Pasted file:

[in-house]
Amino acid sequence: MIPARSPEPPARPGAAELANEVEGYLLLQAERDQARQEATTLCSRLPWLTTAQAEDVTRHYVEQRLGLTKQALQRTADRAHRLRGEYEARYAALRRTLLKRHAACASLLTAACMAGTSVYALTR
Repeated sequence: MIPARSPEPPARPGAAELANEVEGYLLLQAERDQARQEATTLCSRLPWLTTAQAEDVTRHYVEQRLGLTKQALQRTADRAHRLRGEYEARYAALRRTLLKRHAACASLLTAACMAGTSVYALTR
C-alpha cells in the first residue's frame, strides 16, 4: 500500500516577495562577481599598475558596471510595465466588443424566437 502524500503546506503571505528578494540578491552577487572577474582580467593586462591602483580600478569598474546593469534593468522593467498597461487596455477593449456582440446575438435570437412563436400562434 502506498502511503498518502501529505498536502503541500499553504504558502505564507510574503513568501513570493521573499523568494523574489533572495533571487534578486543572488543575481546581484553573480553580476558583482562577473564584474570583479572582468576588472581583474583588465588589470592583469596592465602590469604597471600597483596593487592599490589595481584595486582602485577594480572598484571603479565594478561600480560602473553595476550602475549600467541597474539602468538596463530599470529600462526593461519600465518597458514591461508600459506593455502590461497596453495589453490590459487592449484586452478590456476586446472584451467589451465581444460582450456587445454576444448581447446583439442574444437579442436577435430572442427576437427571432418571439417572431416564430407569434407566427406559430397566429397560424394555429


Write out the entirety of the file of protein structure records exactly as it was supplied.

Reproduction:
[in-house]
Amino acid sequence: MIPARSPEPPARPGAAELANEVEGYLLLQAERDQARQEATTLCSRLPWLTTAQAEDVTRHYVEQRLGLTKQALQRTADRAHRLRGEYEARYAALRRTLLKRHAACASLLTAACMAGTSVYALTR
Repeated sequence: MIPARSPEPPARPGAAELANEVEGYLLLQAERDQARQEATTLCSRLPWLTTAQAEDVTRHYVEQRLGLTKQALQRTADRAHRLRGEYEARYAALRRTLLKRHAACASLLTAACMAGTSVYALTR
C-alpha cells in the first residue's frame, strides 16, 4: 500500500516577495562577481599598475558596471510595465466588443424566437 502524500503546506503571505528578494540578491552577487572577474582580467593586462591602483580600478569598474546593469534593468522593467498597461487596455477593449456582440446575438435570437412563436400562434 502506498502511503498518502501529505498536502503541500499553504504558502505564507510574503513568501513570493521573499523568494523574489533572495533571487534578486543572488543575481546581484553573480553580476558583482562577473564584474570583479572582468576588472581583474583588465588589470592583469596592465602590469604597471600597483596593487592599490589595481584595486582602485577594480572598484571603479565594478561600480560602473553595476550602475549600467541597474539602468538596463530599470529600462526593461519600465518597458514591461508600459506593455502590461497596453495589453490590459487592449484586452478590456476586446472584451467589451465581444460582450456587445454576444448581447446583439442574444437579442436577435430572442427576437427571432418571439417572431416564430407569434407566427406559430397566429397560424394555429